Mikki ends up solving both past and present murders in Clause & Effect, which leads me to a question for you readers out there: when a mystery series is set in a small town, do you enjoy learning bits and pieces of that town’s history, and sharing the memories of characters who live there, or would you rather have the story focus on the here and now, solving the crime or crimes committed in the present?

With the June 2019 publication of Clause & Effect, Kathy Lynn Emerson/Kaitlyn Dunnett will have had sixty books traditionally published. She won the Agatha Award and was an Anthony and Macavity finalist for best mystery nonfiction of 2008 for How to Write Killer Historical Mysteries and was an Agatha Award finalist in 2015 in the best mystery short story category. She was the Malice Domestic Guest of Honor in 2014. Currently she writes the contemporary Liss MacCrimmon Mysteries and the “Deadly Edits” series as Kaitlyn. As Kathy, her most recent book is a collection of short stories, Different Times, Different Crimes. Her websites are www.KaitlynDunnett.com and www.KathyLynnEmerson.com and she maintains a website about women who lived in England between 1485 and 1603 at A Who’s Who of Tudor Women.

 

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14 Responses to The Founding of Lenape Hollow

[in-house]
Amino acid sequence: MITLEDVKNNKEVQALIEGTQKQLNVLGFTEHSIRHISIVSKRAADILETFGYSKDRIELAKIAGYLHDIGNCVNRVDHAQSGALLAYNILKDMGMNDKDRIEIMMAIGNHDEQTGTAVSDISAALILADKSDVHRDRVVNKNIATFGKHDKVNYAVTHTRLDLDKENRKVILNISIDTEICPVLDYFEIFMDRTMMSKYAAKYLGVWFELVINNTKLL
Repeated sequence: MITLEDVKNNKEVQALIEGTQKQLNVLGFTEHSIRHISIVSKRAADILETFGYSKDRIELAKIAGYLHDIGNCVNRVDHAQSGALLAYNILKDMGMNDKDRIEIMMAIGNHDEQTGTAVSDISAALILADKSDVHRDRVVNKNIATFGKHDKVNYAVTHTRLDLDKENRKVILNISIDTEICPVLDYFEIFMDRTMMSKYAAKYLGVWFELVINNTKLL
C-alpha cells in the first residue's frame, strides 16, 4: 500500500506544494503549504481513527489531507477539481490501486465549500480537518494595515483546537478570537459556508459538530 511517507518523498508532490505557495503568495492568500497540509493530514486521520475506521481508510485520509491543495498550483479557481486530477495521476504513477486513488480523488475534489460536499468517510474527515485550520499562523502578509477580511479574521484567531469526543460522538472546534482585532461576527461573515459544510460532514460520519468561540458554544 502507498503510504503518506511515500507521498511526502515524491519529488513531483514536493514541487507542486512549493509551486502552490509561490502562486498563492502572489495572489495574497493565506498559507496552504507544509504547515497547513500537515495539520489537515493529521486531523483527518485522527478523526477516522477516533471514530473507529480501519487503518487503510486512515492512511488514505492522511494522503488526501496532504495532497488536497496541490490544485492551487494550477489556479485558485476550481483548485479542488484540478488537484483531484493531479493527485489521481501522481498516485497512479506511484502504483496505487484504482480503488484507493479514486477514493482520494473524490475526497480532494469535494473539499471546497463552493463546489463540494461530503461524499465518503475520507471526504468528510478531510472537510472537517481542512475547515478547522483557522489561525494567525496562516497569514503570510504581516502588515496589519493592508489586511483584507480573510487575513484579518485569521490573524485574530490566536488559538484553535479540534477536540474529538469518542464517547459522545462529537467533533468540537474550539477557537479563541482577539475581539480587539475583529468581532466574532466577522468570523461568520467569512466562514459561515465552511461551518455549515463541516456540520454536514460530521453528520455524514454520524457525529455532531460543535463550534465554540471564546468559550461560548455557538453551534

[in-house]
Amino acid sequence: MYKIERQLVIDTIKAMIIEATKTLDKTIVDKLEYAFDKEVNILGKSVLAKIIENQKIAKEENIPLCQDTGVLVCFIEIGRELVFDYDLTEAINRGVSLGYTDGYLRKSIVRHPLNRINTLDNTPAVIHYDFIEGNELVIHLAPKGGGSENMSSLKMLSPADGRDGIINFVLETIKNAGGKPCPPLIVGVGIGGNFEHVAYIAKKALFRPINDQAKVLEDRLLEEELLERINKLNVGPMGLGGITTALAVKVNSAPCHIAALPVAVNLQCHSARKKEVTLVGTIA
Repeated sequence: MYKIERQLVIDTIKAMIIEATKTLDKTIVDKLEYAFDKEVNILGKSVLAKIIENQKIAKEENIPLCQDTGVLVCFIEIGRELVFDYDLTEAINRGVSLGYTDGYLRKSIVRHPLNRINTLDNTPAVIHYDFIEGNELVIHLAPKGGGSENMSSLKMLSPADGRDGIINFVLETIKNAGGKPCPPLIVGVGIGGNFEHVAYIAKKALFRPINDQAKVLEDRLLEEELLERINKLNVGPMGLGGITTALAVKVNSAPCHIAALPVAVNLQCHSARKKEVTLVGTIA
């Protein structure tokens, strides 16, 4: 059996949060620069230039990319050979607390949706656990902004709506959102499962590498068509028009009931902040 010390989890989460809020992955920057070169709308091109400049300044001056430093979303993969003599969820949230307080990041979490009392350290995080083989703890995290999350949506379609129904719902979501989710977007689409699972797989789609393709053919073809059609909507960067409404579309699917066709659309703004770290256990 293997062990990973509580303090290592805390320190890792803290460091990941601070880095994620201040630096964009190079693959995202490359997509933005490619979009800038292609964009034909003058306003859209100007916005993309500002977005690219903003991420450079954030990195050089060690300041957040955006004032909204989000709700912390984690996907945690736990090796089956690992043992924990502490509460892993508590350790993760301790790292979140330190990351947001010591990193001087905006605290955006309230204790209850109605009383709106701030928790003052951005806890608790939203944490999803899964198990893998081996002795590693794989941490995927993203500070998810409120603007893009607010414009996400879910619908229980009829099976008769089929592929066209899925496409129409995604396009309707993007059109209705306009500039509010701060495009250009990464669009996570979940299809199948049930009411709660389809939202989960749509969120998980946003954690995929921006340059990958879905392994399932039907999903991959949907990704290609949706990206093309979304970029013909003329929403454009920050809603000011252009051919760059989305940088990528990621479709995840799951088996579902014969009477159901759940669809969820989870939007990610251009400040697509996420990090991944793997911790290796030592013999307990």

1. Lea Wait says:

    Love how you incorporated family history, Kathy!

    Like

  2. Donna Kon says:

    Love to learn historical and tidbits about small and large towns. Looking forward to your upcoming new book.

    Like

  3. Kate Flora says:

    I just finished editing my mother, A. Carman Clark’s, second book, The Corpse in the Compost, and it is so full of small town and gardening lore. Lore has always been one of the draws for me in mysteries.

    Like

  4. Barbara Ross says:

    I had to come up with a history of my town Busman’s Harbor, which I knew would be a challenge since I picked the name as a play on Busman’s Holiday since all my characters are working while everyone else is on vacation.

    And speaking of genealogy, my Dickison ancestors also migrated from Connecticut to New York state, around the same time I think, though they settled farther north.

    I can’t wait to read Clause & Effect!

    Like

    • kaitlynkathy says:

      Isn’t it fun making up family and town histories? I’m already looking forward to my next visit to Busman’s Harbor.

      Like

  5. Sally Fortney says:

    Yes, I love history, and part of the fun of cozy mysteries is the back stories of the characters. Nice to have some of your true personal history in the books.

    Like

  6. Jane says:

    Kathy, yes, definitely I enjoy the little snippets of history sprinkled into a mystery. And I love genealogy, so I cannot wait to read this book!

    Like

  7. Julianne says:

    Heck, yeah, we love the tidbits! Those little dibs and dabs add so much more to the story than their small size would suggest. They add depth and fullness to the story. Sneak in as many as you can!

    Like